“I learned about my resilience, I learned my thresholds, I learned where I was deficient in certain things as an artist, and so much more. So yes, the hurt is still there, but I learned so much through that process that I am truly grateful for.”
Another lesson Mustafa says he’s learned – not through failure but through blessings – is the importance of mentors.
We get onto the topic in quite a roundabout manner, through a passing reference to music megastar Cat Stevens, and his journey of transformation into Yusuf Islam.
“A little trivia,” says Mustafa. “When I left Tarim to go to work with renowned scholar Habib Ali al Jifri in Abu Dhabi in 2022, he had a series of meetings with Yusuf Islam over a couple of days, and I was there with them. This was right before Yusuf was coming back to music. And later, I was there when he first played guitar in public again after all those years.
“I remember he played Tala'a Al-Badru 'Alayna, which was so amazing to me. As Cat Stevens he sold 60 million records worldwide, was a two-time Hall of Famer, and he could have done literally anything he wanted to do when he came back to music. But he chooses this song – the song that was sung to greet Prophet Muhammed when he came to Medina. It’s amazing.”
Then came the surprise.
“It was actually Yusuf Islam who told me to go to film school. I really owe him that. I owe my career to all my teachers, but it was him who said ‘you have to go to film school’. He told me: ‘If we’re going to do this work, and we’re going to have intentionality in this work as adherent Muslims, we have to be as good as the mainstream, or better, so that they accept our art.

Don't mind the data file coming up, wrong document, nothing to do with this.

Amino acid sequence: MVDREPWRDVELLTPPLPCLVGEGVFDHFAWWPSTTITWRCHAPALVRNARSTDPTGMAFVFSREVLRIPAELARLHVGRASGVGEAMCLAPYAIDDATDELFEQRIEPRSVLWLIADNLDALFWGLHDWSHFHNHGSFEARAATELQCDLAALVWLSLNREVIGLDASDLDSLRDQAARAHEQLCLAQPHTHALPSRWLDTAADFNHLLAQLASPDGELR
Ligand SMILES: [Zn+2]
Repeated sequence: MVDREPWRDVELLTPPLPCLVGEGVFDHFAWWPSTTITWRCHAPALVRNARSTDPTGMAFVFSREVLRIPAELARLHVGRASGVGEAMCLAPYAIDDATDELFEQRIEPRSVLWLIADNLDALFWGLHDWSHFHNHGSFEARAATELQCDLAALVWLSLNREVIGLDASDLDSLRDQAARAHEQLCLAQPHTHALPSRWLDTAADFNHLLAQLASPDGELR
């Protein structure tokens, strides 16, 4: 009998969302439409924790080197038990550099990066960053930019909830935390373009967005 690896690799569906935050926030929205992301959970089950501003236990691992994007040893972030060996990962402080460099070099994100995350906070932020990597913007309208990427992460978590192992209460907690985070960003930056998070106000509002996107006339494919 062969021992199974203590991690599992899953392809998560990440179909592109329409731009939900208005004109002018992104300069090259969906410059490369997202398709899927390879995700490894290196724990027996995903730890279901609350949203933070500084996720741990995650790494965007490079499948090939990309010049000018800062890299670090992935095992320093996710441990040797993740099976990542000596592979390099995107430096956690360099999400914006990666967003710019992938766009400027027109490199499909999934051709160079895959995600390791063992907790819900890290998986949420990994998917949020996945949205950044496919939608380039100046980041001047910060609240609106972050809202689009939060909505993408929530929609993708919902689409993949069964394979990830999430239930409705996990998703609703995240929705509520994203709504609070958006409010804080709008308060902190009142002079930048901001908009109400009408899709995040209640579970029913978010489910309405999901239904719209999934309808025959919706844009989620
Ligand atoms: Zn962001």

"It was actually Yusuf Islam who told me to go to film school. I really owe him that. I owe my career to all my teachers, but it was him who said ‘you have to go to film school’."
“This is the kind of guidance that we need more of in this space, and that I wish I had more of when I was younger. There are a lot of issues, clashes with people or mistakes that could have been avoided, or I might not have taken a job that didn’t really resonate with me.
“A big part of mentorship is helping people figure out how to monetize this thing we call art or creativity. At one point I went into branding, which was never really an intention, plan or goal, but I needed to make ends meet. And it became a point of angst for me, because I wanted to be doing something else. I should have been doing something else.”
This will be a familiar story to many – if not all – creative professionals. As designers, filmmakers, musicians, photographers, illustrators, animators, writers, etc, our focus and our expertise is typically the art itself; not the business that surrounds it.
Some will choose to exercise their creativity as side projects, and fund them through their full-time jobs, but for those who pursue a creative career, mentorship can be vital.
I’ve personally found huge benefit in having a select group of mentors who each help me to focus on different things, including design itself, strategy and finance, personal aspirations and wellbeing, and spiritual growth.
Without them, I’m quite certain that I would have struggled to navigate the world of design and entrepreneurship, let alone be able to stay on the spiritual path and the various challenges that can bring – one of which is the rise of the ego: a challenge Mustafa says he struggled with during a particular part of his early career.